Czech-based energy group Energeticky a Prumyslovy Holding (EPH) has mandated banks to manage the sale of a stake in the recently spun-off unit holding its Central European assets, unnamed sources claimed on November 12.
EPH plans to sell up to 30% in EP Infrastructure (EPIF), either via an IPO in Prague and London or to a private buyer, Reuters reports, citing sources close to the deal. The plan suggests EPH may be in search of cash to reduce debt or to power the several new deals it is working on. The company has been on a buying spree over the past few years, borrowing heavily to snap up assets to turn itself into a regional heavyweight.
JPMorgan and Citi are reportedly the banks mandated, but they refused to comment, as did EPH. Last month, the holding said it will reorganise its Central European infrastructure assets under a single holding company and could look to sell - or even list - the business. A public listing could prove tricky given that the oligarchs that control the closely-held company - mostly connected to Slovak financial group J&T - are unused to dealing with shareholder demands.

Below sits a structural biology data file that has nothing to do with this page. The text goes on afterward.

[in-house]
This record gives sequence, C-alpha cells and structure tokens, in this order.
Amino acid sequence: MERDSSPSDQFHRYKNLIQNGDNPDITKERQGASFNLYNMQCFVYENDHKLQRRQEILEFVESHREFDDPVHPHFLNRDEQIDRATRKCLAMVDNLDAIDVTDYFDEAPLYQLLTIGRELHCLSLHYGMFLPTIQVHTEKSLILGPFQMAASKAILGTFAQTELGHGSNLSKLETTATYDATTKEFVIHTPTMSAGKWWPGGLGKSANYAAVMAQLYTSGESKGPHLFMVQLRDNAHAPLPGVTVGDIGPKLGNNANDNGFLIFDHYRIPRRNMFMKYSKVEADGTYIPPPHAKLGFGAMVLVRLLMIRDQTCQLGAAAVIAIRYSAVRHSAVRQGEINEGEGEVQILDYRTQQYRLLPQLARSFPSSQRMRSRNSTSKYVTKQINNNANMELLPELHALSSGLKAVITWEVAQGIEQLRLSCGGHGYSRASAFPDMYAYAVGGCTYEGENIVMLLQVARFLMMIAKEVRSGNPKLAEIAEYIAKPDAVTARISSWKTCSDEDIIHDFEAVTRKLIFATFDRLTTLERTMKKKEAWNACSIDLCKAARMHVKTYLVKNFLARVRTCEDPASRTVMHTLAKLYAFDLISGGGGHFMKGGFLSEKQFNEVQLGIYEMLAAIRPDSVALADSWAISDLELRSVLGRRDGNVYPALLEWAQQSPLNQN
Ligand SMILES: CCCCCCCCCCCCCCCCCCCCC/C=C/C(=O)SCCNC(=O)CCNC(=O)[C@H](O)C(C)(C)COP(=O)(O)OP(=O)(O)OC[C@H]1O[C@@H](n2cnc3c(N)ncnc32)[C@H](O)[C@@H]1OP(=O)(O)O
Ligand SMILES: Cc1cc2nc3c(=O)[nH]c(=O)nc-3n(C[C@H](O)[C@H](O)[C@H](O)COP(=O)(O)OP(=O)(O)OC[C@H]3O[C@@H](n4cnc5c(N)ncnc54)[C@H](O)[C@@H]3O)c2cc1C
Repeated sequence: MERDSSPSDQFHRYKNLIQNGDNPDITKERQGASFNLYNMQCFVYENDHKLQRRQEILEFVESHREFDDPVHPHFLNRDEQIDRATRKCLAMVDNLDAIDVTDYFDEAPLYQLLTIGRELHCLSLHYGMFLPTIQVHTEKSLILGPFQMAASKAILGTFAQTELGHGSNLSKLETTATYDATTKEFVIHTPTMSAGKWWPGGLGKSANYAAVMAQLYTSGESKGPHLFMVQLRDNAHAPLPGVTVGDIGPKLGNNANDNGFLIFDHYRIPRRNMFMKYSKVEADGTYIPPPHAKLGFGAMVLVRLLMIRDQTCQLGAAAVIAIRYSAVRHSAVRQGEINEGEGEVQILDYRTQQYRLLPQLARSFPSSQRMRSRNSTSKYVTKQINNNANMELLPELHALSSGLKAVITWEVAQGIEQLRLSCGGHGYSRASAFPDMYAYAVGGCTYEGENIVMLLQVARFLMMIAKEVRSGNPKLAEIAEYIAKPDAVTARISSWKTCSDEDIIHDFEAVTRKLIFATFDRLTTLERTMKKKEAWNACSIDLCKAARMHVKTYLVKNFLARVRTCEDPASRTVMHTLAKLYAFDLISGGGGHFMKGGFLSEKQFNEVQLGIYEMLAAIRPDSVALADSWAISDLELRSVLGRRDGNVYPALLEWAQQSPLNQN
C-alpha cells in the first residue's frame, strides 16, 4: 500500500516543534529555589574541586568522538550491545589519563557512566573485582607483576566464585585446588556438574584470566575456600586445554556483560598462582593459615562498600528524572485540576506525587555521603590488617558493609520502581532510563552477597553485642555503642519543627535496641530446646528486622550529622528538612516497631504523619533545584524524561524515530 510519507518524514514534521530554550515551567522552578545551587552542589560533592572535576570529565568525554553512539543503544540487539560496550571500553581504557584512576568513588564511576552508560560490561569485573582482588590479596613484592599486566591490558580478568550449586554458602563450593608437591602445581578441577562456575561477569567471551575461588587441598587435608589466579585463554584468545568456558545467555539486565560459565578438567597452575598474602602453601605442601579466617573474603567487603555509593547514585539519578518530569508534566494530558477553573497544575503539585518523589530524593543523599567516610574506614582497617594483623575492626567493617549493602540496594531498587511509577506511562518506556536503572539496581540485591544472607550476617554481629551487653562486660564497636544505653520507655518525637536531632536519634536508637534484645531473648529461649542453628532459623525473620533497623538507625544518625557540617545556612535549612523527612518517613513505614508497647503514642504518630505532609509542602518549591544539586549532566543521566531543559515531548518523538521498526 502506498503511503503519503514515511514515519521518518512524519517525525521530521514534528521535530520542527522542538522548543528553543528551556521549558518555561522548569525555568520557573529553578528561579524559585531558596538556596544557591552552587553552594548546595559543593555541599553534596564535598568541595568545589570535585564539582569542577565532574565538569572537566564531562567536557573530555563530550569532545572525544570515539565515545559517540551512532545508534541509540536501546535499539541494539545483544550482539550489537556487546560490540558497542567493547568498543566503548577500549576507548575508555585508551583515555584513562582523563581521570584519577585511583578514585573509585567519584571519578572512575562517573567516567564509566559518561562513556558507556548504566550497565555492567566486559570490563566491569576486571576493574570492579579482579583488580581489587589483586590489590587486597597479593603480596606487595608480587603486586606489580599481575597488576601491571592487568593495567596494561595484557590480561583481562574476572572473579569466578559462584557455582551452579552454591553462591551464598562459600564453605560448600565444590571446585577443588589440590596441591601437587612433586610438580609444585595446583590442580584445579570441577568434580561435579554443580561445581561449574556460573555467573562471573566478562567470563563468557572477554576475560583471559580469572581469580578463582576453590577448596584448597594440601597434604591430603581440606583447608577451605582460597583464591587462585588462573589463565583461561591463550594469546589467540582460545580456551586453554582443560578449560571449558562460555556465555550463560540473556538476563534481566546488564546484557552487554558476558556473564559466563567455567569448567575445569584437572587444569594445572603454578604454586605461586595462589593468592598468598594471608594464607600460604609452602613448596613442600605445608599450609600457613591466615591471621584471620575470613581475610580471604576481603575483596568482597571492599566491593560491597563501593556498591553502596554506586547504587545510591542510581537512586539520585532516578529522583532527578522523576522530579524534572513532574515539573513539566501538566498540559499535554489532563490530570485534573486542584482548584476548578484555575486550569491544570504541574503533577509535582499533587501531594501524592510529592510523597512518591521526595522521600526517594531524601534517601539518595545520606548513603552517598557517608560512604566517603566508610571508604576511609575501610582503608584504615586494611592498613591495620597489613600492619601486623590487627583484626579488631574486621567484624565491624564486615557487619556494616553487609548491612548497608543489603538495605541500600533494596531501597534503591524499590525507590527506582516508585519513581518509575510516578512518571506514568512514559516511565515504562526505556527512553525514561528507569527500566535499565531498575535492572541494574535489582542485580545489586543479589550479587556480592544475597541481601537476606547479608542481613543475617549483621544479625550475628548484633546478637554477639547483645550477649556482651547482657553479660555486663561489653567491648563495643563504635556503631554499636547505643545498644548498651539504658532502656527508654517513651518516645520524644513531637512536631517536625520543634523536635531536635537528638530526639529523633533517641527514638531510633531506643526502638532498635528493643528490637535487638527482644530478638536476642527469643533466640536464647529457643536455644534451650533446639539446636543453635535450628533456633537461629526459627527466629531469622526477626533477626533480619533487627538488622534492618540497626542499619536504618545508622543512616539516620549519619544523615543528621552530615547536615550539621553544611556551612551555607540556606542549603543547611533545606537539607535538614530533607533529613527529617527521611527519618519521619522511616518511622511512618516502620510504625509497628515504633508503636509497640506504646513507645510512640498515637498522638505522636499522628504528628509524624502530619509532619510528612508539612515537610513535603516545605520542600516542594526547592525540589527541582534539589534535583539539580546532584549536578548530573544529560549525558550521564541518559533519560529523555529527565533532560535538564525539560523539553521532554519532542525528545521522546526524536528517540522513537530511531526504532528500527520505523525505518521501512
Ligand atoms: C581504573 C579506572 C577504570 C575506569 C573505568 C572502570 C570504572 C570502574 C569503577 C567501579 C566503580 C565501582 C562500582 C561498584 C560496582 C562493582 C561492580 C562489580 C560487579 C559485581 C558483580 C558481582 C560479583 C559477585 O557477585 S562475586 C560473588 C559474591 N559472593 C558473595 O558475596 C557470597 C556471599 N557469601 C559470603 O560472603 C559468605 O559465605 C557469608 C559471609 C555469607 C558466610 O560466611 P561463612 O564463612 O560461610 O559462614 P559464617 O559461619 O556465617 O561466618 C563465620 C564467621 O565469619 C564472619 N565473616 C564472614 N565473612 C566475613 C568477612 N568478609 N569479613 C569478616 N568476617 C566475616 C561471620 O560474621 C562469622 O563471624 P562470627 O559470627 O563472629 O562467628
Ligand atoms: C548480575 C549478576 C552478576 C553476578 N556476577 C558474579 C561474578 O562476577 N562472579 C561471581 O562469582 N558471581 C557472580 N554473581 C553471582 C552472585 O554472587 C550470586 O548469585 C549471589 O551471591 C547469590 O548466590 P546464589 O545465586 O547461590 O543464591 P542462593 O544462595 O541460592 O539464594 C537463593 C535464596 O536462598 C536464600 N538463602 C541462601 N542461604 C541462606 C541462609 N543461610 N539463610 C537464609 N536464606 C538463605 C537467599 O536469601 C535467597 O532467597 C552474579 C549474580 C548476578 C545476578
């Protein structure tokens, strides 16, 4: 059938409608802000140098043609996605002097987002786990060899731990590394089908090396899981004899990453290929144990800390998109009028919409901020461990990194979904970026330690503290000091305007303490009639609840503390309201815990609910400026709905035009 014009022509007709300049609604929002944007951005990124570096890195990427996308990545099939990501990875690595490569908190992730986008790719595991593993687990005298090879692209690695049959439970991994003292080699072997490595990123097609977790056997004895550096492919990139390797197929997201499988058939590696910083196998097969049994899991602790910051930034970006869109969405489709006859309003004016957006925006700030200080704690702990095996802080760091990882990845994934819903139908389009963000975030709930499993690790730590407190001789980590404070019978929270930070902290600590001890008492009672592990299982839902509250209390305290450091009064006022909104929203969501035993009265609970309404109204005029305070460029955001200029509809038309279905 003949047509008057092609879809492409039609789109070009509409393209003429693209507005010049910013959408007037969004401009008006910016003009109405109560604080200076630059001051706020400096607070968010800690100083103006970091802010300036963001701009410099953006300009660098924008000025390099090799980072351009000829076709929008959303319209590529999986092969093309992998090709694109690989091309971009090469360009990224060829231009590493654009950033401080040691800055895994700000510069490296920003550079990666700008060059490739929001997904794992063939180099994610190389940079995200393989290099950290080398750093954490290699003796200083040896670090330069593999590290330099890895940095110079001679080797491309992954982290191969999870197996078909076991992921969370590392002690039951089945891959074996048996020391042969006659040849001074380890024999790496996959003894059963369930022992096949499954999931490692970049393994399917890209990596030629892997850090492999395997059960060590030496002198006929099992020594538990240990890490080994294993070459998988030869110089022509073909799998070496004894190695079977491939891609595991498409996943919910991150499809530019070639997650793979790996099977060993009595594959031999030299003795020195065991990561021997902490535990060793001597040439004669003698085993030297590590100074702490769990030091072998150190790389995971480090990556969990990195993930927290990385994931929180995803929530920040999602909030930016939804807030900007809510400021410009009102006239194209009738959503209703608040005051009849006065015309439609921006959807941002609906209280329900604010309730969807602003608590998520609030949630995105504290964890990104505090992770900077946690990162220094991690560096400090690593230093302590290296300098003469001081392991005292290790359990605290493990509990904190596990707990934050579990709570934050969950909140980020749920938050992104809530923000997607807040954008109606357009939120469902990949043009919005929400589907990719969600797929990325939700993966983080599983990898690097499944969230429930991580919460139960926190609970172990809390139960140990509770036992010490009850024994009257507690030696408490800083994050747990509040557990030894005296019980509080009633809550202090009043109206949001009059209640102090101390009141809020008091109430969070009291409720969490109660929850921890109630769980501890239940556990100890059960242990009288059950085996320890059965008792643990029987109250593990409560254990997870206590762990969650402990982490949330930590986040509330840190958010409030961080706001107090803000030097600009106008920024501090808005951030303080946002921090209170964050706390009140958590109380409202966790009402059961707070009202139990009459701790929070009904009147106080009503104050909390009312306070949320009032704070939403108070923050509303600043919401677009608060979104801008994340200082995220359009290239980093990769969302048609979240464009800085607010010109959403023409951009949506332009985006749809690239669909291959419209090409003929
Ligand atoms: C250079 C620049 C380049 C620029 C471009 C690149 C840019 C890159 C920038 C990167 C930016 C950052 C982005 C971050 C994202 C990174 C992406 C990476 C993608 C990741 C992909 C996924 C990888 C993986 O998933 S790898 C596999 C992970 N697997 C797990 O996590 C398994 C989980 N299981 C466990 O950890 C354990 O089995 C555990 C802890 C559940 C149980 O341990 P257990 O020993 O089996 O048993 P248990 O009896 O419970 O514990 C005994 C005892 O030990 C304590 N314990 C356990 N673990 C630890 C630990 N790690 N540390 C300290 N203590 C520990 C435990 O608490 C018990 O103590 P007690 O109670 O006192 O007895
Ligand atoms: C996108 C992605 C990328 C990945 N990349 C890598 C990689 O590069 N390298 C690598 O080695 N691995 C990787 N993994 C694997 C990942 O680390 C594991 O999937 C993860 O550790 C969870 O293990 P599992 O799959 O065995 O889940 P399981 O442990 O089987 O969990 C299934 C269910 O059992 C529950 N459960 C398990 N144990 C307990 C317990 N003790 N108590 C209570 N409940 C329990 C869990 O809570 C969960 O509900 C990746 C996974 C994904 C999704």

Under the plan, EPIF will hold controlling interests in a number of businesses operating in gas, heat and power. That includes gas transmission operator SPP, which operates the Slovak section of the main overland route carrying Russian gas exports to Europe.
Over the past year, EPH began a new drive to the west, making several acquisitions to expand outside its core market in Central Europe. It bought a coal-fired plant in the UK and wrapped up a deal to buy E.ON’s coal and gas assets in Italy. The strategy to buy up coal-based assets is at odds with most major Western energy groups.
EPH is also the preferred bidder to team up with the Slovak government to buy Enel out of Slovenske Elektrarne. The holding has also said it is looking to buy the German lignite assets of Sweden's Vattenfall.
The brown coal mines and power plants are estimated to be worth €2bn. In a departure from its normal practice, EPH has teamed up with the Czech Republic's richest man, Petr Kellner, to try put together a winning bid. The holding is also reported to be talking with potential partners regarding an attempt to buy Czech oil refiner and fuels group Unipetrol.
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